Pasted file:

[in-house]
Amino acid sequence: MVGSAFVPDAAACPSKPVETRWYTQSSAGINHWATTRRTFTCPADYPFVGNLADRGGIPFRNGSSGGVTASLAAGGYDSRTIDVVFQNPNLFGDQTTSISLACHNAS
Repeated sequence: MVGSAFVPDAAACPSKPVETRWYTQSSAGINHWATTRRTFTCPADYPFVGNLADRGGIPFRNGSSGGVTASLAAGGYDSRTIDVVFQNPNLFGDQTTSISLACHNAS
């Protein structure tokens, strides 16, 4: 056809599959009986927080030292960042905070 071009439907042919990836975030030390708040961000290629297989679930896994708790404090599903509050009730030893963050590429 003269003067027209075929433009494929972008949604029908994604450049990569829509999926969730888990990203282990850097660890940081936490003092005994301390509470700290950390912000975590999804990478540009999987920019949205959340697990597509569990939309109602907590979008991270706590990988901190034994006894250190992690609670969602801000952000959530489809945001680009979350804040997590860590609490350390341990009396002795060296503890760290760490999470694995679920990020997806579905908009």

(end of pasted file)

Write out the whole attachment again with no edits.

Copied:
[in-house]
Amino acid sequence: MVGSAFVPDAAACPSKPVETRWYTQSSAGINHWATTRRTFTCPADYPFVGNLADRGGIPFRNGSSGGVTASLAAGGYDSRTIDVVFQNPNLFGDQTTSISLACHNAS
Repeated sequence: MVGSAFVPDAAACPSKPVETRWYTQSSAGINHWATTRRTFTCPADYPFVGNLADRGGIPFRNGSSGGVTASLAAGGYDSRTIDVVFQNPNLFGDQTTSISLACHNAS
């Protein structure tokens, strides 16, 4: 056809599959009986927080030292960042905070 071009439907042919990836975030030390708040961000290629297989679930896994708790404090599903509050009730030893963050590429 003269003067027209075929433009494929972008949604029908994604450049990569829509999926969730888990990203282990850097660890940081936490003092005994301390509470700290950390912000975590999804990478540009999987920019949205959340697990597509569990939309109602907590979008991270706590990988901190034994006894250190992690609670969602801000952000959530489809945001680009979350804040997590860590609490350390341990009396002795060296503890760290760490999470694995679920990020997806579905908009």